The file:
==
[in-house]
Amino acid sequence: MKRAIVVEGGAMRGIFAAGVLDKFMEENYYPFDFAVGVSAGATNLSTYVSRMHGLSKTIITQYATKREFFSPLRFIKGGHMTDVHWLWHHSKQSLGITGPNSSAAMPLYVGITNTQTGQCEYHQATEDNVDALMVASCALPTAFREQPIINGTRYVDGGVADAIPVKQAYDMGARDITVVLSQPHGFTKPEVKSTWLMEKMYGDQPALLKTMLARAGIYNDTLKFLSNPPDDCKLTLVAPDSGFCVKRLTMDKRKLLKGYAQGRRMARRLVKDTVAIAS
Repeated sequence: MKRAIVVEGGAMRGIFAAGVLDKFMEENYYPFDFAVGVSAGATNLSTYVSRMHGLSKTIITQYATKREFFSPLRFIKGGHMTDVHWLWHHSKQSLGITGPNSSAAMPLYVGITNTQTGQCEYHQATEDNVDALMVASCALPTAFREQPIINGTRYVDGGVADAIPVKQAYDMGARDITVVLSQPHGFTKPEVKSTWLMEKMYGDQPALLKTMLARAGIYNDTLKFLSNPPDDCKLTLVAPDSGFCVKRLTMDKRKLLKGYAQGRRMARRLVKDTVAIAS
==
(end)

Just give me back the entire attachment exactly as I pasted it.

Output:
[in-house]
Amino acid sequence: MKRAIVVEGGAMRGIFAAGVLDKFMEENYYPFDFAVGVSAGATNLSTYVSRMHGLSKTIITQYATKREFFSPLRFIKGGHMTDVHWLWHHSKQSLGITGPNSSAAMPLYVGITNTQTGQCEYHQATEDNVDALMVASCALPTAFREQPIINGTRYVDGGVADAIPVKQAYDMGARDITVVLSQPHGFTKPEVKSTWLMEKMYGDQPALLKTMLARAGIYNDTLKFLSNPPDDCKLTLVAPDSGFCVKRLTMDKRKLLKGYAQGRRMARRLVKDTVAIAS
Repeated sequence: MKRAIVVEGGAMRGIFAAGVLDKFMEENYYPFDFAVGVSAGATNLSTYVSRMHGLSKTIITQYATKREFFSPLRFIKGGHMTDVHWLWHHSKQSLGITGPNSSAAMPLYVGITNTQTGQCEYHQATEDNVDALMVASCALPTAFREQPIINGTRYVDGGVADAIPVKQAYDMGARDITVVLSQPHGFTKPEVKSTWLMEKMYGDQPALLKTMLARAGIYNDTLKFLSNPPDDCKLTLVAPDSGFCVKRLTMDKRKLLKGYAQGRRMARRLVKDTVAIAS